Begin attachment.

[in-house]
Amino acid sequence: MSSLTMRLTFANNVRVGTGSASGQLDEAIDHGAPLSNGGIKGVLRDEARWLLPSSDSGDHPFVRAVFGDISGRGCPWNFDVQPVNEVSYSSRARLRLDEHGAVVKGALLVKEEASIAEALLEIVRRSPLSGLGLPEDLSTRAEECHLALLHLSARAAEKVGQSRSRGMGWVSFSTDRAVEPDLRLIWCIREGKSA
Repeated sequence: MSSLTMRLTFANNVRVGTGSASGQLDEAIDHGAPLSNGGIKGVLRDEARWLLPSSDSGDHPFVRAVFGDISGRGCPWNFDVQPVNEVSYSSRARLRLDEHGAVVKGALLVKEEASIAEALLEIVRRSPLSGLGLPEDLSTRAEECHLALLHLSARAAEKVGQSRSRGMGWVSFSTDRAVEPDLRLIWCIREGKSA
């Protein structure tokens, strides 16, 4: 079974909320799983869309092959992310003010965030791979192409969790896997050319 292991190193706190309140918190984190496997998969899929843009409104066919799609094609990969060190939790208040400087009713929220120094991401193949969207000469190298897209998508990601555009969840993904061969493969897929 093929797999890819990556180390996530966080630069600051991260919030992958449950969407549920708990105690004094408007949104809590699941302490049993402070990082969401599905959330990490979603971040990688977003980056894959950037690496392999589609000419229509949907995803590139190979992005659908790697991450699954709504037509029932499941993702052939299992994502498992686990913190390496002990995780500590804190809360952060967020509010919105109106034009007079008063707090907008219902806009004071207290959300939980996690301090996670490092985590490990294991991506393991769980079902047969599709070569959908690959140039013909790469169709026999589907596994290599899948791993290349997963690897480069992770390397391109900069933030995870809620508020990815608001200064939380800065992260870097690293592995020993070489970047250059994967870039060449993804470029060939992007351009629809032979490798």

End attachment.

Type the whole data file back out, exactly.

[in-house]
Amino acid sequence: MSSLTMRLTFANNVRVGTGSASGQLDEAIDHGAPLSNGGIKGVLRDEARWLLPSSDSGDHPFVRAVFGDISGRGCPWNFDVQPVNEVSYSSRARLRLDEHGAVVKGALLVKEEASIAEALLEIVRRSPLSGLGLPEDLSTRAEECHLALLHLSARAAEKVGQSRSRGMGWVSFSTDRAVEPDLRLIWCIREGKSA
Repeated sequence: MSSLTMRLTFANNVRVGTGSASGQLDEAIDHGAPLSNGGIKGVLRDEARWLLPSSDSGDHPFVRAVFGDISGRGCPWNFDVQPVNEVSYSSRARLRLDEHGAVVKGALLVKEEASIAEALLEIVRRSPLSGLGLPEDLSTRAEECHLALLHLSARAAEKVGQSRSRGMGWVSFSTDRAVEPDLRLIWCIREGKSA
């Protein structure tokens, strides 16, 4: 079974909320799983869309092959992310003010965030791979192409969790896997050319 292991190193706190309140918190984190496997998969899929843009409104066919799609094609990969060190939790208040400087009713929220120094991401193949969207000469190298897209998508990601555009969840993904061969493969897929 093929797999890819990556180390996530966080630069600051991260919030992958449950969407549920708990105690004094408007949104809590699941302490049993402070990082969401599905959330990490979603971040990688977003980056894959950037690496392999589609000419229509949907995803590139190979992005659908790697991450699954709504037509029932499941993702052939299992994502498992686990913190390496002990995780500590804190809360952060967020509010919105109106034009007079008063707090907008219902806009004071207290959300939980996690301090996670490092985590490990294991991506393991769980079902047969599709070569959908690959140039013909790469169709026999589907596994290599899948791993290349997963690897480069992770390397391109900069933030995870809620508020990815608001200064939380800065992260870097690293592995020993070489970047250059994967870039060449993804470029060939992007351009629809032979490798």